Only direct medical costs were considered, disregarding societal costs and consequences. This may have led to undervaluation of the treatment, and its ability to decrease travel costs to health centres, and increase work production. Furthermore, the lack of a similar study in a comparable country to Seychelles, in terms of population size, patient profiles, health care system construct, and income per capita, makes it a challenge to validate the results. Seychelles is currently prioritising patients who are at low risk of re-infection for enrolment into the treatment programme [10]. Accessibility to treatment for those who are at higher risk of spreading the infection, such as people who currently inject drugs and prisoners, remain a challenge. The secondary data of HCV patients in Seychelles revealed that 90% were People who inject drugs (PWID) and 25% were diagnosed while serving a prison sentence [11]. Screening with subsequent treatment of high risk patient groups need to be encouraged to slow down further transmission rate and decrease incidence. Hopefully, these results will motivate the extension of treatment programme to target more PWID and prisoners as well. The cost of DAAs remain one of the main barriers of HCV treatment. Even if it has been proven that treatment is cost-effective, the initial cost of treatment is still high, particularly for a developing country. The results of this research show how the treatment is not only cost-effective, but cost saving. Treatment is an investment, from which benefits will be acquired decades later. It is, therefore, tactical to find ways to treat HCV before the complications set in. One way to dilute the high initial cost of treatment can be to spread it out over years. For example, an aim of treating minimum 200 cases per year may be more feasible than treating 1000 cases at one time. Policy makers can use these results to make evidenced-based decisions on what treatment policy will work best for Seychelles. It is noteworthy that from a politician's point of view, short-term benefits are more attractive than long term ones. Therefore, the initial higher cost of treatment, even after spreading it across a few years, remains a strong barrier to policy amendments towards treatment of all patients with hepatitis C. Increasing awareness amongst health workers and the public may be the bottom-up approach required to motivate policy makers to make decisions based on scientific evidence. The method of only treating patients at low risk of re-infection in Seychelles is arguably the least cost-effective method of treatment. The high risk of HCV transmission in people who inject drugs (PWID) means that their treatment not only decreases their risk of progressing to liver diseases, but also decreases the incidence of HCV infection in the general population. Treatment of PWID can also be a prevention programme, by decreasing risk of transmission of HCV from this person to others. One proposed way of reducing the risk of infection in PWID is to use the 'treat your friends' approach, proposed by Hellard et al [3]. The theory behind this is that most PWID only share needles with a small group of other injectors whom they trust [3]. Using this approach of treating the whole cluster of injectors at one time reduces risk of re-infection, as their risk is highly reliant on the HCV status of the people they share needles with [3].

 

 

Conclusion Up    Down

In conclusion, the findings of this study demonstrate that treatment of hepatitis C cases in Seychelles is cost-saving as opposed to no treatment. Additionally, it makes the WHO's goal to eliminate hepatitis C as a public health burden by 2030 an achievable one for Seychelles. These results make a strong case for expansion of the treatment programme in Seychelles to benefit all HCV patients, regardless of status of drug injection. Accompanying efficient prevention programmes, and an expended screening programme, the treatment has the ability to decrease HCV incidence.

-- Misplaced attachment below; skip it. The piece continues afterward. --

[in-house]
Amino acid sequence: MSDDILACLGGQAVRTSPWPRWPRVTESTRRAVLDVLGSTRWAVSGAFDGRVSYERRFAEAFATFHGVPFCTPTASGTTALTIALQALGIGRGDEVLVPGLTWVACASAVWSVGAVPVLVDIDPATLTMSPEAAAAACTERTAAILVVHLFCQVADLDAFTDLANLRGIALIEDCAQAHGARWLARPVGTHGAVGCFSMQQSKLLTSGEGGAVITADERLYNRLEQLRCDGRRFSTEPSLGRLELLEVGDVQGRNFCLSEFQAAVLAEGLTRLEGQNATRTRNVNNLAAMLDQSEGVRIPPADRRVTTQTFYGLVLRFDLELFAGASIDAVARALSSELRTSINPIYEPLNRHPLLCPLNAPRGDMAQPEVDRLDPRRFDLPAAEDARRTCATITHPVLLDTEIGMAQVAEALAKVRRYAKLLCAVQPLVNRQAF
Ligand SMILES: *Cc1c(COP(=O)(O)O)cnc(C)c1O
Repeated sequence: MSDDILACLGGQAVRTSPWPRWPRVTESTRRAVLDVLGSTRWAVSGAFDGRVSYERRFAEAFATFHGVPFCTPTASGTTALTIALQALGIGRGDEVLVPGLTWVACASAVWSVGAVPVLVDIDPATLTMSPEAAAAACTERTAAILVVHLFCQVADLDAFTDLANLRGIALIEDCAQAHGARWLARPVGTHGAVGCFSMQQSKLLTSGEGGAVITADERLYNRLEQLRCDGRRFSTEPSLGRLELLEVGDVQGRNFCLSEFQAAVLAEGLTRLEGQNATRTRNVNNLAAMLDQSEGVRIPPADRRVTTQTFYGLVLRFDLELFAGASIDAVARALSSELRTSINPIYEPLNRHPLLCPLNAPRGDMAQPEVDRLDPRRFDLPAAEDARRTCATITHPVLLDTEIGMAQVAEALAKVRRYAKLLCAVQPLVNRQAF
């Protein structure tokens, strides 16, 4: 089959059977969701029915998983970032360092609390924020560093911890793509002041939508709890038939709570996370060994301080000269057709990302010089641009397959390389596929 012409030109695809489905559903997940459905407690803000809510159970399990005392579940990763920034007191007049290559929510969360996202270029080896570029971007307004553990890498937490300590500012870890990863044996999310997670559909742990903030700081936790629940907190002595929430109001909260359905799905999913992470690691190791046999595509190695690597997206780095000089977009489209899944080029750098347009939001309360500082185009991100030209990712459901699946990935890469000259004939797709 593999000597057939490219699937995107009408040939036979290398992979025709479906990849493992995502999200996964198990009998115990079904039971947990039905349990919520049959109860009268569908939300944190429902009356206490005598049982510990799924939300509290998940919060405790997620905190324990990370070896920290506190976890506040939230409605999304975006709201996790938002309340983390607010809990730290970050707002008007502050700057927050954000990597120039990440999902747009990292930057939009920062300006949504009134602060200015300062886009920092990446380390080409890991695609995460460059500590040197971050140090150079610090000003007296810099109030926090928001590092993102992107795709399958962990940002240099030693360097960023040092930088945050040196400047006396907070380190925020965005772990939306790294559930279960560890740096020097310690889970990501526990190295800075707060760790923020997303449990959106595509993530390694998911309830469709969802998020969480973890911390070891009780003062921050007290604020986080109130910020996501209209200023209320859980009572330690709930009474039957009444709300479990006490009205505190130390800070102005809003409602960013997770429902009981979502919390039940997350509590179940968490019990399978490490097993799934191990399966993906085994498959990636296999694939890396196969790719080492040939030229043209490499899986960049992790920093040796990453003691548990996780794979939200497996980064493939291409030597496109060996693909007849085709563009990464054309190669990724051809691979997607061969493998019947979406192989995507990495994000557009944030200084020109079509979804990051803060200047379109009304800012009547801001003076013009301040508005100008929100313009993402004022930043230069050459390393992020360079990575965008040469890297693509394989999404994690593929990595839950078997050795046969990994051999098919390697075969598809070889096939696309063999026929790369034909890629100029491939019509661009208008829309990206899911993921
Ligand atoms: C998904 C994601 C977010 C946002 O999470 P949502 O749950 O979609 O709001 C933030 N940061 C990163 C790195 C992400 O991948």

What is known about this topic

  • The first all oral HCV treatment, direct-acting antivirals (DAAs), were approved by the European Commission in January 2014;
  • The side effects of DDAs are minimal, and the cure rates are more than 90% after 12 weeks of treatment, regardless of co-morbidities or stage of disease of the patient;
  • DAAs are cost-effective in treatment of hepatitis C in Australia, Egypt and some European countries.

What this study adds

  • Cost-effectiveness of treating hepatitis C in an sub-Saharan African country and in a Small Island Developing State (SIDS).

 

 

Competing interests Up    Down

The authors declare no competing interests.

 

 

Authors’ contributions Up    Down

Naomi Adeline did this as part of her Master of Public Health (MPH) thesis. Claudia Geue and Mohsen Rezaei Hemami were her MPH supervisors, and additionally helped modify the chronology of content of the publication text. All the authors have read and agreed to the final manuscript.

 

 

Acknowledgments Up    Down

We appreciate Seychelles Public Health Authorityand the University of Glasgow.

 

 

Tables and figures Up    Down

Table 1: results of Markov Simulation Model comparing cost-effectiveness of Harvoni compared to no treatment for all HCV patients in Seychelles

Table 2: comparison of results for undiscounted and discounted costs

Table 3: results of Markov Simulation Model comparing cost-effectiveness of Harvoni compared to no treatment for male HCV patients in Seychelles

Table 4: results of Markov Simulation Model comparing cost-effectiveness of Harvoni compared to no treatment for female HCV patients in Seychelles

Table 5: parameters used in probabilistic sensitivity analysis (PSA)

Figure 1: new hepatitis C cases from 2008 to 2016 in Seychelles

Figure 2: diagram of Markov model. The health states are chronic hepatitis C (CHC), sustained virologic response (SVR), compensated cirrhosis (CC), death from general mortality (General death), decompensated cirrhosis (DC), hepatocellular carcinoma (HCC), and death due to complications of hepatitis C (Disease-specific death). The arrows indicate the direction of possible transitions from one state to another

Figure 3: scatter plot of incremental cost-effectiveness of Harvoni (SOF/LDV) as compared to no treatment

Figure 4: cost-effectiveness acceptability curve for the simulation

 

 

References Up    Down

  1. WHO. Global report on access to hepatitis C treatment- focus on overcoming barriers. WHO. 2016. Google Scholar

  2. EMCDDA. Perspectives on drugs: hepatitis C treatment for injecting drug users. 2014.

  3. Hellard M, Sacks-Davis R, Doyle J. Hepatitis C elimination by 2030 through treatment and prevention: think global, act in local networks. Journal of Epidemiology and Community Health. 2016; 70(12): 1151-4. PubMed | Google Scholar

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  6. WHO. Global Health Sector Strategy on Viral Hepatitis 2016-2021: towards ending Viral Hepatitis. Geneva. 2016. Google Scholar

  7. NBoS. National Bureau of Statistics Bulletin- Population and vital statistics December 2016, In: NBS, editor Seychelles. 2017.

  8. Health Mo. Seychelles Global AIDS Response Progress Report for 2012 & 2013. 2014.

  9. Seychelles MoH. 2016 epidemiological report. In: DSRU, editor Seychelles. 2017.

  10. Morel L. Expert opinion of hepatitis C in Seychelles. In: Adeline N, editor. 2017.

  11. MoH. Seychelles hepatitis C infection data 2016. In: DSRU, editor. 2017.

  12. Alavian SM, Nikfar S, Kebriaeezadeh A, Lotfi F, Sanati E, Hemami MR et al. A cost-utility analysis of different antiviral medicine regimens in patients with chronic hepatitis c virus genotype 1 infection. Iranian Red Crescent Medical Journal. 2016 Oct 2; 18(11): e37094. PubMed | Google Scholar

 

 

 

 

 

 

 

 

 

 

 

 

 

 

 

 

 

 

 

 

 

 

 

 

 

 

 

 

 

Original article

Cost-effectiveness of treating hepatitis C in Seychelles

Original article

Cost-effectiveness of treating hepatitis C in Seychelles

Original article

Cost-effectiveness of treating hepatitis C in Seychelles

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Cost-effectiveness of treating hepatitis C in Seychelles